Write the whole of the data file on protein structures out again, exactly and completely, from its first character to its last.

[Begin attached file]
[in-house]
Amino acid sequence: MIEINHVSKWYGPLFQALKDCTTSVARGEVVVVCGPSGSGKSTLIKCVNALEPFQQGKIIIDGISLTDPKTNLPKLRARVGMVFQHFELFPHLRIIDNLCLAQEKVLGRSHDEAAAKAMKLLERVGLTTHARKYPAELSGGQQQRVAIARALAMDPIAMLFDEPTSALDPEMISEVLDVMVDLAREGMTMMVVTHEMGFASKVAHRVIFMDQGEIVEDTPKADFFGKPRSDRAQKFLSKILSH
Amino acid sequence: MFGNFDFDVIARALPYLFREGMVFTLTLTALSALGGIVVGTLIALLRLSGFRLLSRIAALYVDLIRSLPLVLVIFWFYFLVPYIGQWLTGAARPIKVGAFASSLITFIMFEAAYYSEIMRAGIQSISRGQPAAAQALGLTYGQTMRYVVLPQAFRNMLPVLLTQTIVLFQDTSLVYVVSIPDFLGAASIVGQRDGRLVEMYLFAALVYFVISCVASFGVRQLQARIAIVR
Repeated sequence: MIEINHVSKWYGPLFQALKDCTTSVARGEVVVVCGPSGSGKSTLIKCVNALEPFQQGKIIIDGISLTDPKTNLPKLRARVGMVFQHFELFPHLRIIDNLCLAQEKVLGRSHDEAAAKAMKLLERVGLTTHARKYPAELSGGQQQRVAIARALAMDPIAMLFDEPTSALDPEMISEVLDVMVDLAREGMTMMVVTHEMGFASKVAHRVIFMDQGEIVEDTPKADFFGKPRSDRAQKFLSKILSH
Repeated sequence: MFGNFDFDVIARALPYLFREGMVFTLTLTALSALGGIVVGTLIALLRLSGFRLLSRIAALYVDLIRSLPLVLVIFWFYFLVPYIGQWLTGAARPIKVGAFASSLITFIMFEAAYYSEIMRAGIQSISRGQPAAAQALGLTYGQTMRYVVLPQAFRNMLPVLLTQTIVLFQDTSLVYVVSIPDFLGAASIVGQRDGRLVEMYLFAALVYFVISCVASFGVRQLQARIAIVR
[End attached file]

[in-house]
Amino acid sequence: MIEINHVSKWYGPLFQALKDCTTSVARGEVVVVCGPSGSGKSTLIKCVNALEPFQQGKIIIDGISLTDPKTNLPKLRARVGMVFQHFELFPHLRIIDNLCLAQEKVLGRSHDEAAAKAMKLLERVGLTTHARKYPAELSGGQQQRVAIARALAMDPIAMLFDEPTSALDPEMISEVLDVMVDLAREGMTMMVVTHEMGFASKVAHRVIFMDQGEIVEDTPKADFFGKPRSDRAQKFLSKILSH
Amino acid sequence: MFGNFDFDVIARALPYLFREGMVFTLTLTALSALGGIVVGTLIALLRLSGFRLLSRIAALYVDLIRSLPLVLVIFWFYFLVPYIGQWLTGAARPIKVGAFASSLITFIMFEAAYYSEIMRAGIQSISRGQPAAAQALGLTYGQTMRYVVLPQAFRNMLPVLLTQTIVLFQDTSLVYVVSIPDFLGAASIVGQRDGRLVEMYLFAALVYFVISCVASFGVRQLQARIAIVR
Repeated sequence: MIEINHVSKWYGPLFQALKDCTTSVARGEVVVVCGPSGSGKSTLIKCVNALEPFQQGKIIIDGISLTDPKTNLPKLRARVGMVFQHFELFPHLRIIDNLCLAQEKVLGRSHDEAAAKAMKLLERVGLTTHARKYPAELSGGQQQRVAIARALAMDPIAMLFDEPTSALDPEMISEVLDVMVDLAREGMTMMVVTHEMGFASKVAHRVIFMDQGEIVEDTPKADFFGKPRSDRAQKFLSKILSH
Repeated sequence: MFGNFDFDVIARALPYLFREGMVFTLTLTALSALGGIVVGTLIALLRLSGFRLLSRIAALYVDLIRSLPLVLVIFWFYFLVPYIGQWLTGAARPIKVGAFASSLITFIMFEAAYYSEIMRAGIQSISRGQPAAAQALGLTYGQTMRYVVLPQAFRNMLPVLLTQTIVLFQDTSLVYVVSIPDFLGAASIVGQRDGRLVEMYLFAALVYFVISCVASFGVRQLQARIAIVR